Reporters on the Job
• Not Quite Riverdance: As staff photographer Andy Nelson videotaped the training of Afghan police by US forces south of Kabul, Afghanistan, he was struck by the seriousness of the effort – and a moment of unintended comic relief.Skip to next paragraph
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Well, it was comic for him. With great vigor – arms flailing and knees pumping – the police were practicing marching. But their synchronization left something to be desired. "They couldn't quite get their coordination together. But no one was laughing. There's a real willingness to learn, and they really want to be professional and can be seen carrying themselves professionally," says Andy
"You can see that the guys who are really trained have a level of confidence that the guys who are starting don't," he says. And those in the police academy understand that this is life-or-death training. "If they learn how to fight back better, that can make the difference to making it back home to their families."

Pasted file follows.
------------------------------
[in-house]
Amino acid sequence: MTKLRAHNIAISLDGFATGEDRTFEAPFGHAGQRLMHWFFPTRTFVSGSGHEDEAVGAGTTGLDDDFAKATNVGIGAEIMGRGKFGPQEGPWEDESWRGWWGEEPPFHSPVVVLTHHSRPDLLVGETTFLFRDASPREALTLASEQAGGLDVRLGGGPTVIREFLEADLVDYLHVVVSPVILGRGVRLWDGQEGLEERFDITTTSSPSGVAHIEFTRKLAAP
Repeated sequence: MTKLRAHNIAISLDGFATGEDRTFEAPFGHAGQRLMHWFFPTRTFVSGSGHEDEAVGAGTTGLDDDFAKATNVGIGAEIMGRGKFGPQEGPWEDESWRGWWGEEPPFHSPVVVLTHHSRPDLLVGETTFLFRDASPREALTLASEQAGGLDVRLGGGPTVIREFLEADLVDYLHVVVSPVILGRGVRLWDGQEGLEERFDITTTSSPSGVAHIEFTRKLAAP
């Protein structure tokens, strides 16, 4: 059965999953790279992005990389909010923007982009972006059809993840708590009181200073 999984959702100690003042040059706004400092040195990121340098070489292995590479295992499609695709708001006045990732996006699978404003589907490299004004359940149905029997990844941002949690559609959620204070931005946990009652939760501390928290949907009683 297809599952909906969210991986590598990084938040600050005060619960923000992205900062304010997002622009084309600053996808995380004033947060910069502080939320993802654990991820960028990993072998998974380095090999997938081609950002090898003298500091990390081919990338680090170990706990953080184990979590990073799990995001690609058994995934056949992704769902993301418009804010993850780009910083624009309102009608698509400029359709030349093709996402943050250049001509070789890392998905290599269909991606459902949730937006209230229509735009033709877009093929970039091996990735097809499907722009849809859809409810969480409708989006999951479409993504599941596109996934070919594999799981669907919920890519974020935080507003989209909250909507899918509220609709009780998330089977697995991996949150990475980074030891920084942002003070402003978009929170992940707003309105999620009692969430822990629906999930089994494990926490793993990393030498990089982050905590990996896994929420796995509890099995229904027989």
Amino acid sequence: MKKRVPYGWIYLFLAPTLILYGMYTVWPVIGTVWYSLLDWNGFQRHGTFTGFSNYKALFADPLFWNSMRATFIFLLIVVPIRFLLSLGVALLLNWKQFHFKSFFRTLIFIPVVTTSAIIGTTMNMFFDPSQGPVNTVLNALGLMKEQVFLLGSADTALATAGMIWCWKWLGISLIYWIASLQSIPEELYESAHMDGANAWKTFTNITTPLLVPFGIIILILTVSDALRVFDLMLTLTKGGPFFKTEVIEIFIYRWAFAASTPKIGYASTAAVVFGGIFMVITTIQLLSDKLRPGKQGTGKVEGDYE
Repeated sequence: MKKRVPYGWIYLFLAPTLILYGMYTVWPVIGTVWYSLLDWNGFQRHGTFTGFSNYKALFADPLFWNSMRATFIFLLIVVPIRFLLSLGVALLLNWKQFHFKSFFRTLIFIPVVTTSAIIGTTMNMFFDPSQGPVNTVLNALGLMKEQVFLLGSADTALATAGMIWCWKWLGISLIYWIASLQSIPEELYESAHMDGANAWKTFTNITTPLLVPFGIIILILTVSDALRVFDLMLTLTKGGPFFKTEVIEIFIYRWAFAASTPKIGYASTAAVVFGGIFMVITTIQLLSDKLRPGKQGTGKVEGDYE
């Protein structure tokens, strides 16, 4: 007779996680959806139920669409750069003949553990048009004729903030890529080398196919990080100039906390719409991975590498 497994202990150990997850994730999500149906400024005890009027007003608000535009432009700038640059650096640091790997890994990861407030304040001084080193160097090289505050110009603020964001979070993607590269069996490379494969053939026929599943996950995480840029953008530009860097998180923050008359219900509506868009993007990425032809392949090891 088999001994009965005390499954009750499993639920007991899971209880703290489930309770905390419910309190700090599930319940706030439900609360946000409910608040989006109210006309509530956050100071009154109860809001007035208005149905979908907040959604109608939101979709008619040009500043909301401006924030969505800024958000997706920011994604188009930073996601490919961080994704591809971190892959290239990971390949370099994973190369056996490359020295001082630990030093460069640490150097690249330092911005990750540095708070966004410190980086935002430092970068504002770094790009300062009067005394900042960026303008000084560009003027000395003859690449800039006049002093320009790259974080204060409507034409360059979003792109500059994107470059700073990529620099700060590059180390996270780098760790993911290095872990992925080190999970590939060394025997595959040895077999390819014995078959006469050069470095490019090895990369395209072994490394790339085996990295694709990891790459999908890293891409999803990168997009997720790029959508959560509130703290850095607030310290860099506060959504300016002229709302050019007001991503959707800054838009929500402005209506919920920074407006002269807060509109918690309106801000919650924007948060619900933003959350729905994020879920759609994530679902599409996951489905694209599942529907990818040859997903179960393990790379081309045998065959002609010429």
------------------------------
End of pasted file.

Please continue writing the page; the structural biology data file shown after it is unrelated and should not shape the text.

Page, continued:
• Transplanted in Nigeria: Correspondent Sarah Simpson was impressed by the courage shown by the Zimbabwean farmers now starting farms in Nigeria . "These are not young farmers. To many people, this would seem quite late in life to be starting afresh. This is a big investment for them, not just financially, but emotionally," she observes.
Sarah found that a persistent theme among the uprooted Zimbabwean farmers was the loss of family unity. "These are families who have been in Zimbabwe for generations. That's home. But now their parents are living in flats in London. Their children are looking for jobs in South Africa or Australia. Their families are scattered around the world," she says.
– David Clark Scott